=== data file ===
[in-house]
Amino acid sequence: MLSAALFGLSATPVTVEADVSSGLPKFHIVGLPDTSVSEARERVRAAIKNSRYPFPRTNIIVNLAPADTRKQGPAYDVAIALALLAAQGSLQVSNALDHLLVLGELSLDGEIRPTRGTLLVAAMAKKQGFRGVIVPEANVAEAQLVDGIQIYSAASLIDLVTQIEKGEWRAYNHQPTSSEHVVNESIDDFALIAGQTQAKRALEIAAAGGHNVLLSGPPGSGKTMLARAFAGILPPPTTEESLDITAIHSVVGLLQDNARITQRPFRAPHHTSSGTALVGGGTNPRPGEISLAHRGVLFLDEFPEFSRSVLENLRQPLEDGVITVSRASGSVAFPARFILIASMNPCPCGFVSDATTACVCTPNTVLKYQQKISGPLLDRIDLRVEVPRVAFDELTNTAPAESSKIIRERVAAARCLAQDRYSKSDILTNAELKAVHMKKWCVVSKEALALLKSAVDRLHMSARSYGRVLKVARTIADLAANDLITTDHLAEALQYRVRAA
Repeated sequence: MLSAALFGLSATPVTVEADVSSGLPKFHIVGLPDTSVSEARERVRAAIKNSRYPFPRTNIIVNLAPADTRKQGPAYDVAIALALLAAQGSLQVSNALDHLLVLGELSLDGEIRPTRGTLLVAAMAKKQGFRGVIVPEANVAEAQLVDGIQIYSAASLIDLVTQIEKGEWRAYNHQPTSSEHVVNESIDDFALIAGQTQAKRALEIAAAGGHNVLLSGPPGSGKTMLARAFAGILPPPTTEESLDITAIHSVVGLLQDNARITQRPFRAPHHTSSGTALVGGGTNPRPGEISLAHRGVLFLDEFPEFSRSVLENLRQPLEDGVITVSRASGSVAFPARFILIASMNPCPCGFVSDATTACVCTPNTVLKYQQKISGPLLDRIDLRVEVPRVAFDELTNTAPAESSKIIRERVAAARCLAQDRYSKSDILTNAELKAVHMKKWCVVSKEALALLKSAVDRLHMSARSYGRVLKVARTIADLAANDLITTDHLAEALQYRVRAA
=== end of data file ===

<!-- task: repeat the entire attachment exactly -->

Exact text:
[in-house]
Amino acid sequence: MLSAALFGLSATPVTVEADVSSGLPKFHIVGLPDTSVSEARERVRAAIKNSRYPFPRTNIIVNLAPADTRKQGPAYDVAIALALLAAQGSLQVSNALDHLLVLGELSLDGEIRPTRGTLLVAAMAKKQGFRGVIVPEANVAEAQLVDGIQIYSAASLIDLVTQIEKGEWRAYNHQPTSSEHVVNESIDDFALIAGQTQAKRALEIAAAGGHNVLLSGPPGSGKTMLARAFAGILPPPTTEESLDITAIHSVVGLLQDNARITQRPFRAPHHTSSGTALVGGGTNPRPGEISLAHRGVLFLDEFPEFSRSVLENLRQPLEDGVITVSRASGSVAFPARFILIASMNPCPCGFVSDATTACVCTPNTVLKYQQKISGPLLDRIDLRVEVPRVAFDELTNTAPAESSKIIRERVAAARCLAQDRYSKSDILTNAELKAVHMKKWCVVSKEALALLKSAVDRLHMSARSYGRVLKVARTIADLAANDLITTDHLAEALQYRVRAA
Repeated sequence: MLSAALFGLSATPVTVEADVSSGLPKFHIVGLPDTSVSEARERVRAAIKNSRYPFPRTNIIVNLAPADTRKQGPAYDVAIALALLAAQGSLQVSNALDHLLVLGELSLDGEIRPTRGTLLVAAMAKKQGFRGVIVPEANVAEAQLVDGIQIYSAASLIDLVTQIEKGEWRAYNHQPTSSEHVVNESIDDFALIAGQTQAKRALEIAAAGGHNVLLSGPPGSGKTMLARAFAGILPPPTTEESLDITAIHSVVGLLQDNARITQRPFRAPHHTSSGTALVGGGTNPRPGEISLAHRGVLFLDEFPEFSRSVLENLRQPLEDGVITVSRASGSVAFPARFILIASMNPCPCGFVSDATTACVCTPNTVLKYQQKISGPLLDRIDLRVEVPRVAFDELTNTAPAESSKIIRERVAAARCLAQDRYSKSDILTNAELKAVHMKKWCVVSKEALALLKSAVDRLHMSARSYGRVLKVARTIADLAANDLITTDHLAEALQYRVRAA